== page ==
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Court of Appeal of Louisiana,Fourth Circuit.

ARABELLA BUS BARN, L.L.C., Roger Ogden and Darryl Berger v. WHOLE FOODS MARKET, INC., Whole Foods Market Southwest, L.P., Sarpy Properties, L.L.C., Specialty Realty Development, L.L.C. and Arabella Station, L.L.C.

No. 2005-CA-0693.

Decided: March 22, 2006

(Court composed of Judge TERRI F. LOVE, Judge LEON A. CANNIZZARO Jr., Judge ROLAND L. BELSOME). Steven W. Usdin, H. Minor Pipes, III, Barrasso Usdin Kupperman Freeman & Sarver, LLC, Ira J. Middleberg, Paul J. Mirabile, Middleberg, Riddle & Gianna, New Orleans, Counsel for Plaintiff/Appellant. Norman B. Berger, Harold B. Hilborn, Varga Berger Ledsky Hayes & Casey, Chicago, IL, Robert L. Redfearn, Jr., Simon, Peragine, Smith & Redfearn, L.L.P., New Orleans, Counsel for Defendant/Appellee.

 This case arises from plaintiffs' petition asserting breach of contract, detrimental reliance, interference with contractual relations, unfair trade practices and unjust enrichment against defendants.   Plaintiffs appeal the trial court's judgment granting defendants' Summary Judgment.


The Regional Transit Authority (“RTA”) owned the Arabella Street Car Facility and its rear parking lot, located at 5600 Magazine Street, on the corners of Magazine and Arabella Streets in New Orleans, Louisiana (“Bus Barn”).   The RTA ceased all transit related activities in the Bus Barn and announced its intentions to sell or lease the Bus Barn. In 1999, the RTA issued its formal Request for Proposals in its attempt to develop the Bus Barn property.   The original deadline for the submitted proposals was set for December of 1999.

Prior to the RTA's formal request for proposals, plaintiffs Darryl Berger (“Mr.Berger”) and Roger Ogden (“Mr.Ogden”) formed Arabella Bus Barn, L.L.C. (hereinafter collectively referred to as “the Arabella Group”), for the purpose of acquiring and developing the Bus Barn property.   The Arabella Group's development project was premised upon its plan to include an upscale supermarket  and accordingly, the Arabella Group contacted Whole Foods Market, Inc. and/or Whole Foods Market Southwest, L.P. (hereinafter collectively referred to as “Whole Foods”) in May of 1997, in the hopes of securing them as an anchor tenant in the newly developed Bus Barn.

Following several discussions, on March 2, 1998, Jean-Claude Lurie, (“Mr.Lurie”), Executive Vice-President of Real Estate & Development for Whole Foods, sent a Letter of Intent to Mr. Ogden of the Arabella Group, expressing Whole Foods' desire to lease a portion of the space in the Bus Barn to operate a Whole Foods Market Store;  on March 9, 1998, Whole Foods sent a subsequent Letter of Intent to the Arabella Group and included an exclusivity provision binding both parties to exclusively work with one another to secure a Whole Foods Market Store in the Bus Barn location.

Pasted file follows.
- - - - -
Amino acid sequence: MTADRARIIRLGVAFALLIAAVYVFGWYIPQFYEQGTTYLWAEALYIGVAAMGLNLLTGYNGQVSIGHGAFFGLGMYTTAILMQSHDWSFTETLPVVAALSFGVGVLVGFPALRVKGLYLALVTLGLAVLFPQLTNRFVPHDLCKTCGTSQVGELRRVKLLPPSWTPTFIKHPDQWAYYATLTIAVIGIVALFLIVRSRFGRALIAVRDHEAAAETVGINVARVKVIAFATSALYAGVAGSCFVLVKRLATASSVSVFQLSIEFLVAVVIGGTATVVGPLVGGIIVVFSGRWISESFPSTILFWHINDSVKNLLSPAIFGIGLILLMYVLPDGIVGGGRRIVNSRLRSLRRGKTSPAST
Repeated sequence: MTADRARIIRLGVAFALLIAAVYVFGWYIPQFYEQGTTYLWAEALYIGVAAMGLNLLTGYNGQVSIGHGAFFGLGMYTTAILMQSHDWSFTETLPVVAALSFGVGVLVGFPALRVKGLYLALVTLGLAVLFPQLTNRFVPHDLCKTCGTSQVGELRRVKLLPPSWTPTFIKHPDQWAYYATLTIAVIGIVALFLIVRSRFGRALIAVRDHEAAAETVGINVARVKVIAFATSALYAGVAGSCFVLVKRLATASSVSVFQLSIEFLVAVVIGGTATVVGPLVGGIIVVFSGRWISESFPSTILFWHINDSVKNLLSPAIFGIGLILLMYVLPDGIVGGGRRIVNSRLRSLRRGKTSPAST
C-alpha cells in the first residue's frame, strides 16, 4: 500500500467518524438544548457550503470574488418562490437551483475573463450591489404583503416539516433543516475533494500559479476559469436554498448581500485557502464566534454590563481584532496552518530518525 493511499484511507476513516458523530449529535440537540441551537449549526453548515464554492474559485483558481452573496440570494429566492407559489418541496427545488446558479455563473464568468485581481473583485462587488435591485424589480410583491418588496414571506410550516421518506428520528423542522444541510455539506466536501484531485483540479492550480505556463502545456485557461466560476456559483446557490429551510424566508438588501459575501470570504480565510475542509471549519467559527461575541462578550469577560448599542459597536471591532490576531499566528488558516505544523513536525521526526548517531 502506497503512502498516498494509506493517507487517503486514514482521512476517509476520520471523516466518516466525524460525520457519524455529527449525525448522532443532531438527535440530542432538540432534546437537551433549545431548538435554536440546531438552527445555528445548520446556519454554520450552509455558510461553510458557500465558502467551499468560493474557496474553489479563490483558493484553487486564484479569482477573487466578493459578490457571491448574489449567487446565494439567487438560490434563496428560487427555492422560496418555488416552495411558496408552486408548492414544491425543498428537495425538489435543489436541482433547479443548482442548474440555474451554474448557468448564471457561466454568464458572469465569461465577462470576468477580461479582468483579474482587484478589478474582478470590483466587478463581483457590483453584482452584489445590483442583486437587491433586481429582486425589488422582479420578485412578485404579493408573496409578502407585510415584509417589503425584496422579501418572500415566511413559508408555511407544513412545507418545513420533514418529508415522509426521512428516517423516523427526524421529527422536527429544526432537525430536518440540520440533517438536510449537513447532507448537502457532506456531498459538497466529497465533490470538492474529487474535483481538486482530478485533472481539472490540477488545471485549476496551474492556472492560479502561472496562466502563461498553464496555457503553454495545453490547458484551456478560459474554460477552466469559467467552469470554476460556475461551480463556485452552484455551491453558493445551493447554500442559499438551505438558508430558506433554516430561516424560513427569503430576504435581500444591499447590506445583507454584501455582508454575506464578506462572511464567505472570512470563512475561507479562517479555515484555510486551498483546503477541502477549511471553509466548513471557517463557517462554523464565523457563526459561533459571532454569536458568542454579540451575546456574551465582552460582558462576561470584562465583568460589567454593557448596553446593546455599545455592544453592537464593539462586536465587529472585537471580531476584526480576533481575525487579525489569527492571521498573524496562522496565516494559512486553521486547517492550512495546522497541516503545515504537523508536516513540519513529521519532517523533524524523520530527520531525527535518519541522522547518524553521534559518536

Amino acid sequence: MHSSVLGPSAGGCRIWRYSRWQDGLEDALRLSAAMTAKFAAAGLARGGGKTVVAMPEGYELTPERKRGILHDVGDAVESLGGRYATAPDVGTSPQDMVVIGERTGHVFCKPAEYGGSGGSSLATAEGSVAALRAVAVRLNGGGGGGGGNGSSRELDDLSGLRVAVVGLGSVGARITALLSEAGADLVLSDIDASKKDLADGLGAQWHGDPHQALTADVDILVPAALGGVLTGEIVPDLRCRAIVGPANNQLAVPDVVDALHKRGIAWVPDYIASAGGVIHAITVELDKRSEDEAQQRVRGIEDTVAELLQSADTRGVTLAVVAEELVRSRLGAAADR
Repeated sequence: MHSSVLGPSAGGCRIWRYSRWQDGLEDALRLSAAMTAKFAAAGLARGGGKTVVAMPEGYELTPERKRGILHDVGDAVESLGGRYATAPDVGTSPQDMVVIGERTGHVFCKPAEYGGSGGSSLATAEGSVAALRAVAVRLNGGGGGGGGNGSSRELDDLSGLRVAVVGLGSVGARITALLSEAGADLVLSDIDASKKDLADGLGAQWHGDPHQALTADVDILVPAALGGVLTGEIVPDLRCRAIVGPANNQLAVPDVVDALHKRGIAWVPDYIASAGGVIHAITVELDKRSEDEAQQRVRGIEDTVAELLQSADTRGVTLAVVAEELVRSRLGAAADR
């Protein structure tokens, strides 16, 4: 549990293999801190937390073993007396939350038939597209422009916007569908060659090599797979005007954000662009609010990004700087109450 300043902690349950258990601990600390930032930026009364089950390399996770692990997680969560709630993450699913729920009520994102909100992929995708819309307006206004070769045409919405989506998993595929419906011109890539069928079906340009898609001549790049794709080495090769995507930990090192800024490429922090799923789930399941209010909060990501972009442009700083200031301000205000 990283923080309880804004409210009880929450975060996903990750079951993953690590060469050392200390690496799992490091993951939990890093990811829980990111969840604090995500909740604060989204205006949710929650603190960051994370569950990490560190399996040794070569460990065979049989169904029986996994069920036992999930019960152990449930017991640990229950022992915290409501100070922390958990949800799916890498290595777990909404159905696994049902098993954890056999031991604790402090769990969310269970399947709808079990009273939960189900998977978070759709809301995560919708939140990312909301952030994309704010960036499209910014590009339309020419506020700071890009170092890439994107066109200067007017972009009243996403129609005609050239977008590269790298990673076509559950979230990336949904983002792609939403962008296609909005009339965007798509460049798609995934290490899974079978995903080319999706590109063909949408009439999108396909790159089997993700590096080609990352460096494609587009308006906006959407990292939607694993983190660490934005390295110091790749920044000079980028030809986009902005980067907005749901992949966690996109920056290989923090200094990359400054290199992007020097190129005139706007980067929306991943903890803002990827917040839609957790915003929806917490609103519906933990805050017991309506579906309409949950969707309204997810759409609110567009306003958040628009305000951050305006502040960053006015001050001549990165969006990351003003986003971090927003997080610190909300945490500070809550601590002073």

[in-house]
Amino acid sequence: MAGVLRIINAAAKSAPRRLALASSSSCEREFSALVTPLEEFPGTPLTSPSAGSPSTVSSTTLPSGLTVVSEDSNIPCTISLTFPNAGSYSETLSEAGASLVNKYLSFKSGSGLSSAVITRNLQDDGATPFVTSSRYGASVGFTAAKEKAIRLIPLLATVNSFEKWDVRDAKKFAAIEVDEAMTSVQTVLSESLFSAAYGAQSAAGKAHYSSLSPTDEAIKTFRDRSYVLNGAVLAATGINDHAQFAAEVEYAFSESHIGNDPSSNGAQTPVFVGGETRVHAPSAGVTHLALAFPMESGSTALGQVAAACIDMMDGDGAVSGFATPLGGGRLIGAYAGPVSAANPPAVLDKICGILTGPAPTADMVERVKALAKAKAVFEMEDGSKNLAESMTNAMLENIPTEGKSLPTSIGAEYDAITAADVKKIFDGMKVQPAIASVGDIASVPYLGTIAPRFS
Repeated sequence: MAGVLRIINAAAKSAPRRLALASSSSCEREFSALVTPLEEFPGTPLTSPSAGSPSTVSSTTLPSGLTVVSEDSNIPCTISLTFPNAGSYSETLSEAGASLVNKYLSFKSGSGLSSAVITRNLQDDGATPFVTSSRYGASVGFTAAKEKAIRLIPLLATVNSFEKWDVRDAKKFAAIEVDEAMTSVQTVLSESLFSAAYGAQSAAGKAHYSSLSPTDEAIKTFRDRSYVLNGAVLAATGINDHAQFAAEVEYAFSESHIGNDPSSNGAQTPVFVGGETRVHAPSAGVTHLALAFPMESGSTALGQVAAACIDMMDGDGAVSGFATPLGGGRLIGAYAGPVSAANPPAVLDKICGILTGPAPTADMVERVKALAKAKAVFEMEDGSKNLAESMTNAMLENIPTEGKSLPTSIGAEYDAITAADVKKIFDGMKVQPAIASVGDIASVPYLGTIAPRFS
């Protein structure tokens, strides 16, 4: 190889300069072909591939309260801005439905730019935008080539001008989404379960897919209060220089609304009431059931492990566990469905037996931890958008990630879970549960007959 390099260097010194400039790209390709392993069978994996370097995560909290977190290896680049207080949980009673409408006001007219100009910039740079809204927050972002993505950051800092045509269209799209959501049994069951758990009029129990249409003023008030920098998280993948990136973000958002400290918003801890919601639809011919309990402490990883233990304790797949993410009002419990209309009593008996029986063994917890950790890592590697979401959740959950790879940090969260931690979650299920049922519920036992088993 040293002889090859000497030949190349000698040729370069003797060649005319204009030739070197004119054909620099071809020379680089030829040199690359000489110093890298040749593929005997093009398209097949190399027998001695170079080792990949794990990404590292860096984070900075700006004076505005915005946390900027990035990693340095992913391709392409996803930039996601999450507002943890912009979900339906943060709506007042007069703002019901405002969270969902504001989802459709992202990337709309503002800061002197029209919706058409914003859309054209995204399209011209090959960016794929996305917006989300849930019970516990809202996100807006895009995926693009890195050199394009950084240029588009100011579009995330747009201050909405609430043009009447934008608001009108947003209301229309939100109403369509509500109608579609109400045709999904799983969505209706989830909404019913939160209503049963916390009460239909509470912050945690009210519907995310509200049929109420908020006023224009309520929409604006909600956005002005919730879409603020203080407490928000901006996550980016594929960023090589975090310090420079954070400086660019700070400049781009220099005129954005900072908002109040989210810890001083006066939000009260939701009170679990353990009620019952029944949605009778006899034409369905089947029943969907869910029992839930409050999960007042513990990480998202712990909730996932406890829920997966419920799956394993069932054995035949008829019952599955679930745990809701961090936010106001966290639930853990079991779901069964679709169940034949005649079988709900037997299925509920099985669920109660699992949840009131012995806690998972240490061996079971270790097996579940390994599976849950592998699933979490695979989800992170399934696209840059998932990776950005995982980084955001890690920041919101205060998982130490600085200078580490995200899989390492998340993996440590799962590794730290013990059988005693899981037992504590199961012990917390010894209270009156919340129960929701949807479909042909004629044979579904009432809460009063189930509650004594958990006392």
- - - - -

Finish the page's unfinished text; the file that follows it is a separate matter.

The letter provided that the exclusivity agreement was to remain in effect for a period of twelve (12) months from the date of March 9, 1999 and was to be automatically extended up to an additional twelve (12) months, to the date of March 9, 2000, provided that the public process to acquire the Bus Barn site was in progress.

In March of 2000, Whole Foods sent another letter to the Arabella Group, confirming its financial proposal and acknowledging that the Arabella Group's submitted proposal, which was to be submitted on March 9, 2000 to the RTA, was premised on Whole Foods' commitment that Whole Foods would be the anchor tenant in the Magazine Street Bus Barn development project.   Whole Foods further stated that they looked forward to working hand-in-hand with the Arabella Group through the various public approval processes in an effort to deliver the finest food store in New Orleans.

 The RTA set the final due date for all sealed bids to be submitted by March 9, 2000.   Among the five developers that submitted proposals in response to the RTA's request for proposals were the Sarpy Properties, L.L.C. (“Sarpy”) and the Arabella Group.   The Arabella Group's proposal identified Whole Foods as its proposed anchor tenant.   The Sarpy Group's original proposal did not incorporate a grocery store because it believed a high volume tenant should be avoided;  however, the Sarpy Group's proposal suggested the Bus Barn be developed into a high-end retail oriented complex with a smaller office space component.   The Arabella Group was required to revalidate its proposal in April of 2000, making it effective through July of 2000.   With Whole Foods as its anchor tenant, the Arabella Group reconfirmed its original proposal.